Relationships are the “Magic Sauce”
PFI is a unique network of farmers and supporters who believe in learning, innovative research, business development and risk management approaches like cost-share programs to help farmers build resilient farms and communities.
The amount of work we’re accomplishing together as a network is astounding, and we’re starting to see the needle move toward resilient, regenerative agriculture.
Last year alone, 8,300 people attended 258 farmer-to-farmer events where they learned how to make changes to better their farms. Also in 2022, 1,335 farmers enrolled in PFI cost-share programs for cover crops and small grains, planting 383,357 acres of covers and small grains as a result of participating.
These programs are vitally important, and, they wouldn’t be nearly as effective as they are without the relationships created within PFI’s network. Long-time PFIer and board member Vic Madsen, who farms near Audubon, Iowa, regularly talks about how relationships are PFI’s “magic sauce.”
These relationships provide people the confidence and support needed to make the positive, but hard, changes on their farms. When you’re creating a new market, trying a new practice or building a new business model, people who can provide expertise, solidarity – and sometimes, just a supportive set of ears – are so vital.
I am grateful for the relationships I’ve formed through PFI. And I know I’m not alone. I’m grateful for Ann Franzenburg, who farms near Van Horne, Iowa, and recently served as PFI’s board president as part of her nine years of board service. I am able to ask her questions about flower varieties and get the latest on top sellers; learn about fundraising best practices; navigate having difficult conversations with respect and camaraderie; and have a whole lot of laughs.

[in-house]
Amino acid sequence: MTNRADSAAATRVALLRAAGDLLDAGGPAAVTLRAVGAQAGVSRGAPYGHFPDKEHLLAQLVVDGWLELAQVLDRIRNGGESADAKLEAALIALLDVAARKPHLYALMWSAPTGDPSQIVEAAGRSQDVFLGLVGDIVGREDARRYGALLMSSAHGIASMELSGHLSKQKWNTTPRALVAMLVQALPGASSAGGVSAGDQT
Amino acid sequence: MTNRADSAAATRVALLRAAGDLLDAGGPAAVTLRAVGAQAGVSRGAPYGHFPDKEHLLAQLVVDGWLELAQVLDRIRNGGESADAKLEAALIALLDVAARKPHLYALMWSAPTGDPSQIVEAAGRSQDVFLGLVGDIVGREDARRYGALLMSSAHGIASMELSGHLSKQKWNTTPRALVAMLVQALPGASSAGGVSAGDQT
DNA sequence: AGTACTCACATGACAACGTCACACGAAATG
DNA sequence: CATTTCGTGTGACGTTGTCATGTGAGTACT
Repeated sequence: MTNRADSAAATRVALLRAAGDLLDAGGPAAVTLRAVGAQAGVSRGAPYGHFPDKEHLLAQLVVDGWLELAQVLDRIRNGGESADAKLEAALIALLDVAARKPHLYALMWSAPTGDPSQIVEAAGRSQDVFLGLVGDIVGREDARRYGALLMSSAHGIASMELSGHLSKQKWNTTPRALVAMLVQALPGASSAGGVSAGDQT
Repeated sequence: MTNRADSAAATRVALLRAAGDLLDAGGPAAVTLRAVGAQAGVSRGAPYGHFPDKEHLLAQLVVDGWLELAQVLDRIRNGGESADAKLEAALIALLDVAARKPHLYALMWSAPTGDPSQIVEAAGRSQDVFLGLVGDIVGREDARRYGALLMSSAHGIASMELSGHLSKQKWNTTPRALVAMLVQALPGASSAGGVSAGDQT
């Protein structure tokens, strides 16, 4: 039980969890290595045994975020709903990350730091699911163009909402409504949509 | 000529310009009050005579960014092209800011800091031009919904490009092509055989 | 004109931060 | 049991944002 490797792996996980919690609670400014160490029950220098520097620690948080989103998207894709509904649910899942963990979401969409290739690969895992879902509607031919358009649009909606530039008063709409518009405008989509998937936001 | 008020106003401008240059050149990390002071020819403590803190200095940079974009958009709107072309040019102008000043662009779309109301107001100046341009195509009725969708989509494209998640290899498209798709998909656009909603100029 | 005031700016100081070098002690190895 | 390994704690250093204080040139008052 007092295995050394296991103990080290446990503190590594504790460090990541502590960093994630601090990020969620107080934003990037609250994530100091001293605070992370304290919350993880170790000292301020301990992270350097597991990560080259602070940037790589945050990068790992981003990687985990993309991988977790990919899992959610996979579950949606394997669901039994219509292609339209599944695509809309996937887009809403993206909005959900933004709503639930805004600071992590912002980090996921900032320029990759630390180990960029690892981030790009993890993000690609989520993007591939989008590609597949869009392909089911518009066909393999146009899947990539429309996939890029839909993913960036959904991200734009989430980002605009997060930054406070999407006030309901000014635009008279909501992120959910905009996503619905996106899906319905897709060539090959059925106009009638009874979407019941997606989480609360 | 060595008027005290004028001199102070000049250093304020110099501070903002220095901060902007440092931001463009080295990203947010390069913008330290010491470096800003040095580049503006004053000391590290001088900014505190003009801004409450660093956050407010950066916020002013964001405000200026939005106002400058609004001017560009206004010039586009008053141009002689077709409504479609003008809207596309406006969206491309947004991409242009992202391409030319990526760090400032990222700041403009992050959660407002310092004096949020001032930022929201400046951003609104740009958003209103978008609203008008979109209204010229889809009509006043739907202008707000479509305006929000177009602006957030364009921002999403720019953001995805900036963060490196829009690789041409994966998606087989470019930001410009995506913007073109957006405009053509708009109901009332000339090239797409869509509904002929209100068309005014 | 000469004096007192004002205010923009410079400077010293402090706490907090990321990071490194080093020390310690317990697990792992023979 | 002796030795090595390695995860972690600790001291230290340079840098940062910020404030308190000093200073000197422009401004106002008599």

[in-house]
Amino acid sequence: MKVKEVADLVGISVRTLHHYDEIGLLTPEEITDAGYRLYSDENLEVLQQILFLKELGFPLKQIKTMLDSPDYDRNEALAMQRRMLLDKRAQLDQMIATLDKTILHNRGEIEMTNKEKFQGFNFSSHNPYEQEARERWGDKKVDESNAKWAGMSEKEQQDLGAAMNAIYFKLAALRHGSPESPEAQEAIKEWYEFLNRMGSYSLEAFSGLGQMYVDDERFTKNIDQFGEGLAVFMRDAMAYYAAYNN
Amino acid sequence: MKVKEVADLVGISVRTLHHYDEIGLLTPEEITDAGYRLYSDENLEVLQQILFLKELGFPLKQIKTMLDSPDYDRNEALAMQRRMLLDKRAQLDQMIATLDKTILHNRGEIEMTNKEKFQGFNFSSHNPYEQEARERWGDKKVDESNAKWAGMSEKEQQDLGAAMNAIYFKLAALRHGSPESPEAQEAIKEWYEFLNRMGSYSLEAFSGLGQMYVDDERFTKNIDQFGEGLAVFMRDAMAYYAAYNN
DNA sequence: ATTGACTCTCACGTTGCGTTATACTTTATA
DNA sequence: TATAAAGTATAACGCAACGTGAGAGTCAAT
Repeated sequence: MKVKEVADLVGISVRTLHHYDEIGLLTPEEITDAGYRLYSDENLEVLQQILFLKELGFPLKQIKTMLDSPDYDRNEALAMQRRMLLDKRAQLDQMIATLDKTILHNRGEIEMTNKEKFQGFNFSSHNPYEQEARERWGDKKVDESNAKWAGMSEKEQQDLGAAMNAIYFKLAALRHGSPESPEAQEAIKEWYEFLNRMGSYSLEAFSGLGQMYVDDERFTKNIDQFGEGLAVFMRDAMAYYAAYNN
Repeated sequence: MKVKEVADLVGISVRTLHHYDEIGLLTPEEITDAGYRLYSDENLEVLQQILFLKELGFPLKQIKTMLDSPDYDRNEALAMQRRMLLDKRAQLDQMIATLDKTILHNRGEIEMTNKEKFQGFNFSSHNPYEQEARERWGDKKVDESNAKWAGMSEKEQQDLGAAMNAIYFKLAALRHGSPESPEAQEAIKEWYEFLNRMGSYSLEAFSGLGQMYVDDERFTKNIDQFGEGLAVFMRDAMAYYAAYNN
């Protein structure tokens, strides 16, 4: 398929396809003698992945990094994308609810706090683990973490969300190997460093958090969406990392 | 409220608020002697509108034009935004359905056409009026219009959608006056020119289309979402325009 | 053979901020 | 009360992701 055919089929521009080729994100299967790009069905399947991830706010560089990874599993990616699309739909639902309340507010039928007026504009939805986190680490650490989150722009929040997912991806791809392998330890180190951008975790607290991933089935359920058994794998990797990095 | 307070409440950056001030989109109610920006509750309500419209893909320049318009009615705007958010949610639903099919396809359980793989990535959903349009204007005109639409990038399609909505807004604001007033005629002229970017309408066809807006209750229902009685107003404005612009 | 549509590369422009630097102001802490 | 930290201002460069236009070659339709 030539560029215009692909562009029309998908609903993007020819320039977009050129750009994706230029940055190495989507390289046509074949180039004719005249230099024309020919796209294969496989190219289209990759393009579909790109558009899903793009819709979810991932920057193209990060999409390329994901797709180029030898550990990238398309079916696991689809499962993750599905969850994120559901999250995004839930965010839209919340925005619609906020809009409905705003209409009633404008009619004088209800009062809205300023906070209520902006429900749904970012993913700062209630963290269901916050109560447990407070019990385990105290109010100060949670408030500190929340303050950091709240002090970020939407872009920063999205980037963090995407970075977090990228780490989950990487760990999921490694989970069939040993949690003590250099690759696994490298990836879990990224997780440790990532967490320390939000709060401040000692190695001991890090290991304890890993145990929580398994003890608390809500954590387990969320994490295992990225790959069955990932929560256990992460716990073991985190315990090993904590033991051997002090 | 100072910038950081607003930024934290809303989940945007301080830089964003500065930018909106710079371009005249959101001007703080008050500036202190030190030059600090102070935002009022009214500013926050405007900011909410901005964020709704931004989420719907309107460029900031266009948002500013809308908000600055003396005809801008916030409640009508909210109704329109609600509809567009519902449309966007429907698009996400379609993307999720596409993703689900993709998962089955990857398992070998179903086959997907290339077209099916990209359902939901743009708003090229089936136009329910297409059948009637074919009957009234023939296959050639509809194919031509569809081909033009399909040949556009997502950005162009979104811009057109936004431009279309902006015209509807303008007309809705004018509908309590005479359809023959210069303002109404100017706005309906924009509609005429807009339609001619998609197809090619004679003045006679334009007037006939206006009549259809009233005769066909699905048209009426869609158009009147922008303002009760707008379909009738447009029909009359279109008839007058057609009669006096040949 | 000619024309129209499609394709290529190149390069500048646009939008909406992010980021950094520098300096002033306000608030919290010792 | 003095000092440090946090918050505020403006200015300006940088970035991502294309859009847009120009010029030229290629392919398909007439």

I am grateful for Nathan Anderson, who farms near Aurelia, Iowa, and who just took over as PFI’s board president. Nathan can eloquently sum up a conversation in a way that causes the rest of the room to nod in agreement. His intelligence is readily apparent alongside his humility and humor. It’s fun to hear about how he and his wife, Sarah, are raising their sons, Fletcher and Finn, on the farm. During our March board meeting, for instance, Nathan shared how the boys, ages 3 and 5, were planning their gardens and showed interest in cherry tomato varieties.
There are so many other relationships I’ve formed through PFI that help me professionally and fill my cup personally. I (and Vic, too) talk about relationships a lot, because they truly are the “magic sauce” to working together to make positive change.
The PFI conference, with record attendance of 1,045 people, is one event where this magic is on fully display. For two days, a diverse, passionate and innovative group of farmers come together willing to share about their farming challenges and successes. I look forward to attending every year because I know I’ll connect with many friends, partners and colleagues while enriching my network with new connections who inspire, teach and keep me grounded in why PFI’s work is so important.
Spring is upon us: Bulbs are peeking up, buds are bursting, covers are greening, greenhouses are filling up – and field days will be here before we know it. We are preparing for a fantastic field day lineup across the state (and across state lines).
Thank you for being an ingredient of PFI’s “magic sauce,” and I hope to see you on a farm this summer!